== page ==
1. Kevstra's Avatar
    I recently switched to Bell from Telus when I picked up this new Passport. When I was on Telus with my Z30, I would see the service as '4GLTE' in the top right corner. Now, with my Passport on Bell, I see just 'LTE'. What is the difference?

    Just curious. Searched, but nothing was immediately obvious.

    Posted via CB10
    04-02-15 08:20 PM
  2. Al moon's Avatar
    real lte is much faster
    04-02-15 08:36 PM
  3. double_fault's Avatar
    4GLTE - LTE = 4G

    Posted via CB10
    BB_makes_it_happen likes this.
    04-02-15 08:47 PM
  4. Morten's Avatar
    There is no saying what the difference is.. '4G' is not a defined standard, and is used as label for many different technologies, depending on the carrier.

    ITU who is the organization who set the standard names 2G and 3G, has many times now tried their best to explain that '4G' is undefined, they have no such standard..

    It's all because of some marketing people for carriers, with no tech knowledge, who started that name, and ignorant bloggers who don't know much more, has kept the name alive, and instead of educating the public, they add to the confusion.

    The data standards today are HSPA, HSPA+, LTE, LTE+ and LTE Advanced

    Some carriers labels their HSPA as '4G', some label LTE+ and some LTE Advanced..

    The Technology behind HSPA/+ and LTE/+ is 'comparable', and build on 3Gpp standard..

    The only 'next generation' standard, is LTE Advanced.. but, that is Not '4G' either.. 4G is not a defined standard..

    Because of all this nonsense from the different carriers, BlackBerry must work with them and use the labels they require, .. so the same device, same OS version, can show different service name, depending on which carriers SIM is in the phone..

    So the Only one who can tell you What is the difference between '4G' and '4GLTE', and 'LTE', will be your own carrier. All three versions can be the same service, depending on the carrier.

    I just wish that tech bloggers would show a little bit more knowledge, and stop helping the carriers spread misinformation, and instead call it for what it is...

    By using '4G' the carriers can make it sound like they have some brand new technology to sell, when it really is just a modification of their existing 3G network.

    It's kinda strange that this is not yet picked up by Consumer protection agencies...

    Just because ignorant companies, and people, keep repeating the wrong words, misinformation, does Not make it right...
    04-02-15 09:15 PM
  5. joeldf's Avatar
    In this particular case, they are the same. The "LTE" is in both carrier's terminology, so LTE is the common denominator. Right now, no one is really using LTE Advanced (actually, I'm not sure what Verizon is trying to do), and all BlackBerry phones top out at regular LTE.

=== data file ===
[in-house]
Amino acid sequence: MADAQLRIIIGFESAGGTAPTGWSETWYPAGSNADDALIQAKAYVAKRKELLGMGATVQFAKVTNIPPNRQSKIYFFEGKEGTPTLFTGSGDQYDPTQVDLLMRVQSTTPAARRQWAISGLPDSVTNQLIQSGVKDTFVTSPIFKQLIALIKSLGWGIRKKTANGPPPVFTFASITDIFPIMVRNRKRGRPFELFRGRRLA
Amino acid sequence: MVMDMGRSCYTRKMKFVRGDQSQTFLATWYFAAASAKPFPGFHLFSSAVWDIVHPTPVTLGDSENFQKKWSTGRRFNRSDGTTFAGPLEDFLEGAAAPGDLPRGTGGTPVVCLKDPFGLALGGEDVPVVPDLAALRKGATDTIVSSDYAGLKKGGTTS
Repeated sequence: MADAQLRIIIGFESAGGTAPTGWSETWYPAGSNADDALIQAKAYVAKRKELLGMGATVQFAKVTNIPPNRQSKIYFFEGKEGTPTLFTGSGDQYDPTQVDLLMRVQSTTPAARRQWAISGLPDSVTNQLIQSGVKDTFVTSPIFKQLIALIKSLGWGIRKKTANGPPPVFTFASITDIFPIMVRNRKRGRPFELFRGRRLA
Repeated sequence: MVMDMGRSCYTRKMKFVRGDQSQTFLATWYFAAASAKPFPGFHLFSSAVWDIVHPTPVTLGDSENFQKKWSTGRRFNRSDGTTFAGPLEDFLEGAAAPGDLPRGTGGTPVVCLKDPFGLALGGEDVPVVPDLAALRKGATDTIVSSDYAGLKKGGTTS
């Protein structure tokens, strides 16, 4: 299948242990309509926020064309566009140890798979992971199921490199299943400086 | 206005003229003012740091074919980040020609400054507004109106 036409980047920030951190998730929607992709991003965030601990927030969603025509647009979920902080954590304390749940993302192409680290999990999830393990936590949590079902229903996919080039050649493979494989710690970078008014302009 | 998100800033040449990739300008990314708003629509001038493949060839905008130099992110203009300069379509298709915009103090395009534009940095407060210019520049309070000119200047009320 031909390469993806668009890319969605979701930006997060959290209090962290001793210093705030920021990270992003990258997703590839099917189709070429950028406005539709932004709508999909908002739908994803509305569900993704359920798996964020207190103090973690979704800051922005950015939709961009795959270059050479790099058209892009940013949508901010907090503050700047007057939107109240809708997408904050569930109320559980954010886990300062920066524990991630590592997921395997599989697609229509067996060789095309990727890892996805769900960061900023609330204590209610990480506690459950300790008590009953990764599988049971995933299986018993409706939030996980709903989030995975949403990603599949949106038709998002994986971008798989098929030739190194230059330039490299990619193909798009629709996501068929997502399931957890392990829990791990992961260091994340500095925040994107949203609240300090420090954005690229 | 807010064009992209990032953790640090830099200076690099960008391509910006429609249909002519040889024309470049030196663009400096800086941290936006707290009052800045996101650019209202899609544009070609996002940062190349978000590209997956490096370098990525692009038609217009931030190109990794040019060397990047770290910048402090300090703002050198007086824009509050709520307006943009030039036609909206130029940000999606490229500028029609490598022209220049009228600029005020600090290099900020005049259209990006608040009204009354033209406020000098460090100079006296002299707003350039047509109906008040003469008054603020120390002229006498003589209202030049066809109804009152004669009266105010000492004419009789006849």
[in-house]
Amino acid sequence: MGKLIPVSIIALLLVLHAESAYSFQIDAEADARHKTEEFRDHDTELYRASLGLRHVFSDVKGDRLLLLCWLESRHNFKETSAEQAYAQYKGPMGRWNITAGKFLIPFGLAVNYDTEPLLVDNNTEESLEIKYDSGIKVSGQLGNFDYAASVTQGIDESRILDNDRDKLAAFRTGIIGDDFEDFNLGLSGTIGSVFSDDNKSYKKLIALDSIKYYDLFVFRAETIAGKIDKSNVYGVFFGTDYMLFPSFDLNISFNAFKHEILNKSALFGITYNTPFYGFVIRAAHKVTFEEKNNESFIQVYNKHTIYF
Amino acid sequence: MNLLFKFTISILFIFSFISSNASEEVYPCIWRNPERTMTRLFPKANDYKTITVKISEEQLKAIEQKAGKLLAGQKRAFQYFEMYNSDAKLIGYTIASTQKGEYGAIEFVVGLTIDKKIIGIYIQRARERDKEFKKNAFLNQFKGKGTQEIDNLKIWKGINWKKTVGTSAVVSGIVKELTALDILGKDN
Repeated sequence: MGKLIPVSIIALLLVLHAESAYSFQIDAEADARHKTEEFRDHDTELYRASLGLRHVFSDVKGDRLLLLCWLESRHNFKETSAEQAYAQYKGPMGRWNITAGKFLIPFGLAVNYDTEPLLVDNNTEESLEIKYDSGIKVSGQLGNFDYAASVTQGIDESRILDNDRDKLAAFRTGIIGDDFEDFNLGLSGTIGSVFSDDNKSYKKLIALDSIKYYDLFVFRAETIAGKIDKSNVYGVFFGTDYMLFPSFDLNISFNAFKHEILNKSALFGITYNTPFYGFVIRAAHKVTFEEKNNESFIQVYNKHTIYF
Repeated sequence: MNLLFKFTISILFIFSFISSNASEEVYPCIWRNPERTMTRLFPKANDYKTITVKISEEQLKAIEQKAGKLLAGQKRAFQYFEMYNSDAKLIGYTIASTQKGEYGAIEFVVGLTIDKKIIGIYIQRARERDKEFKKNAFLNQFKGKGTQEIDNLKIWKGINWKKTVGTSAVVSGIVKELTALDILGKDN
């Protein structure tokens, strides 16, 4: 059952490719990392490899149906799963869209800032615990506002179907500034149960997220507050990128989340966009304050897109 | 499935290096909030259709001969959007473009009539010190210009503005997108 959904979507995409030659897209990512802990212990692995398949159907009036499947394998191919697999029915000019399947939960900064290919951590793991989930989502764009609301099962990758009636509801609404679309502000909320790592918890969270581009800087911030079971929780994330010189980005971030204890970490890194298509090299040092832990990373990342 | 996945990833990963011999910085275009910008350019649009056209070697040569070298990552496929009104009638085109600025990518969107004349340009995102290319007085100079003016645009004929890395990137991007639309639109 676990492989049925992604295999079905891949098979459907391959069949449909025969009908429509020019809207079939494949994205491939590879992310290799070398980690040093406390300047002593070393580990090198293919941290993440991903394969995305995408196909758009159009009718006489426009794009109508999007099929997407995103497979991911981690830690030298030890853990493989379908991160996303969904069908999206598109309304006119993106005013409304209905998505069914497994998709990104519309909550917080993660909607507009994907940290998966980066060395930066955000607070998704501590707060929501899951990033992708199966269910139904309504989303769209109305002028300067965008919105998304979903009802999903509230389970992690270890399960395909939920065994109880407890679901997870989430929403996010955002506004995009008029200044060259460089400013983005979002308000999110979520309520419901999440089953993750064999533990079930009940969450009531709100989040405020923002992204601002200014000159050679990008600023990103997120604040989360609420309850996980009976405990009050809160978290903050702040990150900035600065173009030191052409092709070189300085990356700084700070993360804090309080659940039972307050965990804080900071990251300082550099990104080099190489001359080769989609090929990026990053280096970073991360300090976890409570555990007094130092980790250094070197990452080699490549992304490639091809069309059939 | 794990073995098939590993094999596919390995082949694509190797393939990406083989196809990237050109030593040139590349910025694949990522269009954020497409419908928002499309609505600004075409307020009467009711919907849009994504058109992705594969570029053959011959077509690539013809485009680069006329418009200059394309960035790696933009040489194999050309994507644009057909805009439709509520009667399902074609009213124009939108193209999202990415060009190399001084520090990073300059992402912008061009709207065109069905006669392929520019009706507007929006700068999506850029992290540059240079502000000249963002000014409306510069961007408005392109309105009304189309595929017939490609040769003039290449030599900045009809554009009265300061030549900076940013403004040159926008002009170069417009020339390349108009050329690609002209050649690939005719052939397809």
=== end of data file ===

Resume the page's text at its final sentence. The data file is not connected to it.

To take the post above a step into why one carrier says one and the other says something else, I use AT&T as an example.

    Back when T-Mobile first started calling their HSPA+ network "4G", AT&T could have called them out on it, instead, they said "hey, we are using HSPA+, we'll call ours 4G too".

    But once the real 4G came along in the form of LTE, what were these carriers to do to differentiate from what they had already been calling 4G for at least a year prior? Call it 4G-LTE, of course.

    My son's Galaxy S4 indicates "4G LTE". But my Z10 just says "LTE". We are both on AT&T, and both are on LTE. It's just how AT&T decided to indicate the same network on each phone.

    Usually, right after I do a clean autoloader of the OS, my network will say "4G LTE", and then once the phone is fully tied back into the AT&T network, it changes within about a minute to just "LTE". If I get too far outside of a good LTE signal, the network will drop to show just "4G", which I know on AT&T's network is really just HSPA+.

    It's simply how each carrier you were on has decided to call the same network technology. Meaning, there is no difference.


    Posted via CB10
    Kevstra likes this.
    04-02-15 11:03 PM
  6. Morten's Avatar
    ..
    But once the real 4G came along in the form of LTE, what were these carriers to do to differentiate from what they had already been calling 4G for at least a year prior? Call it 4G-LTE, of course.

    It's simply how each carrier you were on has decided to call the same network technology. Meaning, there is no difference.

    (didn't really want to rant here, but many times or week I have to explain this to so called "professors" and students,.. and I have explained here in CB many times as well... so just a little bit more ranting.. Its Easter only once pr year...)